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Archival Material Or Collection

Box 9, Folder 31 - Manuscripts, ca. 1921-ca.1966 - "The Philosophy of Bergson and Mysticism" (copy)

Available from: Seattle University

Edwin Mortimer Standing - Biographic sources, Edwin Mortimer Standing - Writings

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Language: English

Archive: Seattle University, Lemieux Library and McGoldrick Learning Commons, Special Collections

Conference Paper

Maria Montessori’s Philosophy of Education: An Early Beginning of Embodied Education

Available from: University Colleges Knowledge database (Denmark)

18th International Network of Philosophers of Education Conference: Pedagogical Forms in Times of Pandemic (Copenhagen, Denmark, 17-20 August 2022)

Comparative education, Maria Montessori - Philosophy, Montessori method of education - Criticism, interpretation, etc.

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Abstract/Notes: For a century Montessori’s philosophy of education has been understood in separation from Dewey’s philosophy of education. According to Thayer-Bacon [1], a plausible explanation is that Kilpatrick, Dewey’s influential student, rejected Montessori’s system of education [2]. His main objection was that her educational system was founded on an outdated psychology. In contrast, this paper suggests, Montessori’s educational systems is founded on a psychology which, like Dewey’s, was markedly ahead of her time by putting purely embodied interactions with the environment as the foundation of human understanding. By comparing Montessori’s psychology [3; 4] to Dewey’s [5; 6] this paper shows their compatibility. The developed pragmatism of Sellars [5;6] and the interactivism of Bickhard [7] further enables us to explain how the prelinguistic human-environment interactions (or transactions), central to Dewey and Montessori, are pure processes [8]. The pure process ontology enables us to see how more complex processes emerge from simpler ones and how learning in the mere causal domain of bodily human-environment interactions can grow into the linguistic and conceptual domain of education. The ambition is to show that a flourishing interaction between Montessori and pragmatism is possible and preferable if we are to understand the proper role of the body in education. [1] Thayer-Bacon, Barbara (2012). Maria Montessori, John Dewey, and William H. Kilpatrick. Education and Culture, 28, 1, 3-20. [2] Kilpatrick, W. H. (1914). The Montessori system examined. Cambridge, Mass.; The Riverside Press [3] Montessori, M. (1912). The Montessori method. NY: Frederick A. Stokes Company [4] Montessori. M. (1949). The absorbent mind. Adyar: The Theosophical Publishing House [5] Dewey, J. (1916). Democracy and education. NY: The Macmillan Company [6] Dewey, J. (1925) Experience and nature. Chicago: Open Court Publishing Company [7] Sellars, W. (1960). Being and Being Known. Proceedings of the American Catholic Philosophical Association, 34, 28-49. [8] Sellars, W. (1981). Foundations for a metaphysics of pure process: The Carus lectures of Wilfrid Sellars. The Monist 64 (1):3-90. [9] Bickhard, M. H. (2009). The interactivist model. Synthese, 166, 3, 547-591. [10] Seibt, Johanna (2016). How to Naturalize Intentionality and Sensory Consciousness within a Process Monism with Gradient Normativity—A Reading of Sellars. In James O'Shea (ed.), Sellars and His Legacy. Oxford: Oxford University Press, 186-222.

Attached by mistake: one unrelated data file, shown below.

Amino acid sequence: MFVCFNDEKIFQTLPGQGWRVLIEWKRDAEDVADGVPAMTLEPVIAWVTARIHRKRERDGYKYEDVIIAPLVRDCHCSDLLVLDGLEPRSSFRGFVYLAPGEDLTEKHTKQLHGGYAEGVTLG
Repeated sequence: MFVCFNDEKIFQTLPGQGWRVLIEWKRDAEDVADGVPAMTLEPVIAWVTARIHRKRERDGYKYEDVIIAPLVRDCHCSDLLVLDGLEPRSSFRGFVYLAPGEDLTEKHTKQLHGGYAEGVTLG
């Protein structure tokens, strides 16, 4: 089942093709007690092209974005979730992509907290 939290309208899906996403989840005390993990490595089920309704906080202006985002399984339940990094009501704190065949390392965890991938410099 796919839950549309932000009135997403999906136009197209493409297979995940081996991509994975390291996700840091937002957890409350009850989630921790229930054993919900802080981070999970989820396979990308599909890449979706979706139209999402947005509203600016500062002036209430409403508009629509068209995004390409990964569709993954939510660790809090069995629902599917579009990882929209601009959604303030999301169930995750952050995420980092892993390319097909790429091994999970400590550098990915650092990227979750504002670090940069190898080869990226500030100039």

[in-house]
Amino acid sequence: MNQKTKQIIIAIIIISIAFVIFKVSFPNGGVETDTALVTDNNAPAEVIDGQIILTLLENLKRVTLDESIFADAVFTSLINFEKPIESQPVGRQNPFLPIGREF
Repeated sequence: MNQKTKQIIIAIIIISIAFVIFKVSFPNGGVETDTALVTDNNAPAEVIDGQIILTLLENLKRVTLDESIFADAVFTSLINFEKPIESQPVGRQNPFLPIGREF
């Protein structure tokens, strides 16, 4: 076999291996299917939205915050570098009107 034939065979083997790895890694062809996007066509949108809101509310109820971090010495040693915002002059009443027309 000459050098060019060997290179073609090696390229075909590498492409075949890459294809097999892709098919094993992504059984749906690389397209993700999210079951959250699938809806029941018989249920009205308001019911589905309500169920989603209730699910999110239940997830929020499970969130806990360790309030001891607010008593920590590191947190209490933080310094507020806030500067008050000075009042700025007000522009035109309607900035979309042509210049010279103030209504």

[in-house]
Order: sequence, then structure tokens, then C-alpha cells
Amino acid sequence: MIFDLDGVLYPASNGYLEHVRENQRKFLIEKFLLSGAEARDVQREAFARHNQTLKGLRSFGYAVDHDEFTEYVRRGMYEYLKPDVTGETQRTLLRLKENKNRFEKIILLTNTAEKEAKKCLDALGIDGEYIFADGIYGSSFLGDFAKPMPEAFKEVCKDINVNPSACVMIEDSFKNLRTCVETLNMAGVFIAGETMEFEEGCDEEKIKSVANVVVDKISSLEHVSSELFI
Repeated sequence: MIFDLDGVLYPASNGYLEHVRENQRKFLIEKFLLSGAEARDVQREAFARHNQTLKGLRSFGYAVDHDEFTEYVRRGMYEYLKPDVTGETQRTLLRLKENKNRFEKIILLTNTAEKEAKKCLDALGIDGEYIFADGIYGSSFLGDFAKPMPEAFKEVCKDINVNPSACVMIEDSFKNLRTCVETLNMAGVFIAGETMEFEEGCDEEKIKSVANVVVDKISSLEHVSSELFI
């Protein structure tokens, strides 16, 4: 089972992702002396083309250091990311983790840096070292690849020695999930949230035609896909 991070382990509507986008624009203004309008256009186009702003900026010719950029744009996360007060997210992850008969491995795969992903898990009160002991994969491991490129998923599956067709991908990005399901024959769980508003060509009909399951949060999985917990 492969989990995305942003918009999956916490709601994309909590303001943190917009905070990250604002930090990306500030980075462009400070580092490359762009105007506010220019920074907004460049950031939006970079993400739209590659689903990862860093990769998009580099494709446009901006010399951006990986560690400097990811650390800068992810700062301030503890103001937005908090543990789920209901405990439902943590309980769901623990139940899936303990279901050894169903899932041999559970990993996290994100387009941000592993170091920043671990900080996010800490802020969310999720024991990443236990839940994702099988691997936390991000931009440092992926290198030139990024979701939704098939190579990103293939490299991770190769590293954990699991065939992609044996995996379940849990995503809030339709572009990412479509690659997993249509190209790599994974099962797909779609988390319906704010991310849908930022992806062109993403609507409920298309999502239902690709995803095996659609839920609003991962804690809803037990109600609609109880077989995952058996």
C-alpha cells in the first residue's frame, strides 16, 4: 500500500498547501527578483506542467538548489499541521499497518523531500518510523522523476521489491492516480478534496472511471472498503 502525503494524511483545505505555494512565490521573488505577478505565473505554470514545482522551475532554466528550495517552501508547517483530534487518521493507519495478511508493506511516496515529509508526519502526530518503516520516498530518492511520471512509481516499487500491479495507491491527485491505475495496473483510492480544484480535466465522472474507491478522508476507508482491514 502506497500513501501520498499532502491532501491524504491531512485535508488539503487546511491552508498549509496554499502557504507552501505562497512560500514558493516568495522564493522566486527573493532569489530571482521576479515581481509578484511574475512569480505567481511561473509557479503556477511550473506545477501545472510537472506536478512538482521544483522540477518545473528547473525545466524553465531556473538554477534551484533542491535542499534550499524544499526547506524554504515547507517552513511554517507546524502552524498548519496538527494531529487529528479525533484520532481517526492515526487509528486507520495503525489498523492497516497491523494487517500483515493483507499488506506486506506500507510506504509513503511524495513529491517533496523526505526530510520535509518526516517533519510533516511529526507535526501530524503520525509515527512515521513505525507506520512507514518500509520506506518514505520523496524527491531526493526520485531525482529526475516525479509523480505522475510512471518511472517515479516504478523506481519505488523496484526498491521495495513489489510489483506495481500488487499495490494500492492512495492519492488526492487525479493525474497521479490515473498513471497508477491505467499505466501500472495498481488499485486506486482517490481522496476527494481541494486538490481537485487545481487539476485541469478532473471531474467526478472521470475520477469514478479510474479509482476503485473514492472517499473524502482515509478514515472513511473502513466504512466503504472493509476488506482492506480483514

Language: English

Published: Copenhagen, Denmark: International Network of Philosophers of Education, 2022

Book

The Moral Philosophy of Maria Montessori: Agency and Ethical Life

Maria Montessori - Biographic sources, Maria Montessori - Philosophy, Montessori method of education - Criticism, interpretation, etc.

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Language: English

Published: London, England: Bloomsbury Publishing, 2022

ISBN: 978-1-350-17638-6 1-350-17638-9

Article

Teaching Nature: From Philosophy to Practice

Publication: NAMTA Journal, vol. 28, no. 1

Pages: 207-218

North American Montessori Teachers' Association (NAMTA) - Periodicals